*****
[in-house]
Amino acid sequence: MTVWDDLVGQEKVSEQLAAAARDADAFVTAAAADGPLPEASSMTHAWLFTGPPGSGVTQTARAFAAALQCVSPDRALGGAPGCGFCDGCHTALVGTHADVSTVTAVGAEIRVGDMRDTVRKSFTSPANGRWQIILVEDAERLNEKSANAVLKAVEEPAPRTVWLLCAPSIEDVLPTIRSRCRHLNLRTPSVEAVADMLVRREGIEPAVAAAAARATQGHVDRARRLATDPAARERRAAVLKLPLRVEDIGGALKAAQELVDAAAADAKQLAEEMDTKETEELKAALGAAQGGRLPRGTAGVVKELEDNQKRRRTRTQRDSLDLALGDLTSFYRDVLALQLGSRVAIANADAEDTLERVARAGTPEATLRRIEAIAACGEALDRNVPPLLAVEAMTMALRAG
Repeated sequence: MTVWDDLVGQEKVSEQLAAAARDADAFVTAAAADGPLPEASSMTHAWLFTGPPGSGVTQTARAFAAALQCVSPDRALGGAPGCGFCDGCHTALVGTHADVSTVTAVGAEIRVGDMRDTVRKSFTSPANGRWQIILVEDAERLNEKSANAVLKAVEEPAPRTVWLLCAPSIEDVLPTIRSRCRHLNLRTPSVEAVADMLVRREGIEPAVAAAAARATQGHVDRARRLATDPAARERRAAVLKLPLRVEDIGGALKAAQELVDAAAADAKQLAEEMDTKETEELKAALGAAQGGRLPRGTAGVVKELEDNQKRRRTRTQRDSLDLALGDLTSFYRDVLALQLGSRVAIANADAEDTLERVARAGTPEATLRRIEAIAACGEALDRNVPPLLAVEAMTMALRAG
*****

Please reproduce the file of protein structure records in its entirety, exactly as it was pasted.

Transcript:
[in-house]
Amino acid sequence: MTVWDDLVGQEKVSEQLAAAARDADAFVTAAAADGPLPEASSMTHAWLFTGPPGSGVTQTARAFAAALQCVSPDRALGGAPGCGFCDGCHTALVGTHADVSTVTAVGAEIRVGDMRDTVRKSFTSPANGRWQIILVEDAERLNEKSANAVLKAVEEPAPRTVWLLCAPSIEDVLPTIRSRCRHLNLRTPSVEAVADMLVRREGIEPAVAAAAARATQGHVDRARRLATDPAARERRAAVLKLPLRVEDIGGALKAAQELVDAAAADAKQLAEEMDTKETEELKAALGAAQGGRLPRGTAGVVKELEDNQKRRRTRTQRDSLDLALGDLTSFYRDVLALQLGSRVAIANADAEDTLERVARAGTPEATLRRIEAIAACGEALDRNVPPLLAVEAMTMALRAG
Repeated sequence: MTVWDDLVGQEKVSEQLAAAARDADAFVTAAAADGPLPEASSMTHAWLFTGPPGSGVTQTARAFAAALQCVSPDRALGGAPGCGFCDGCHTALVGTHADVSTVTAVGAEIRVGDMRDTVRKSFTSPANGRWQIILVEDAERLNEKSANAVLKAVEEPAPRTVWLLCAPSIEDVLPTIRSRCRHLNLRTPSVEAVADMLVRREGIEPAVAAAAARATQGHVDRARRLATDPAARERRAAVLKLPLRVEDIGGALKAAQELVDAAAADAKQLAEEMDTKETEELKAALGAAQGGRLPRGTAGVVKELEDNQKRRRTRTQRDSLDLALGDLTSFYRDVLALQLGSRVAIANADAEDTLERVARAGTPEATLRRIEAIAACGEALDRNVPPLLAVEAMTMALRAG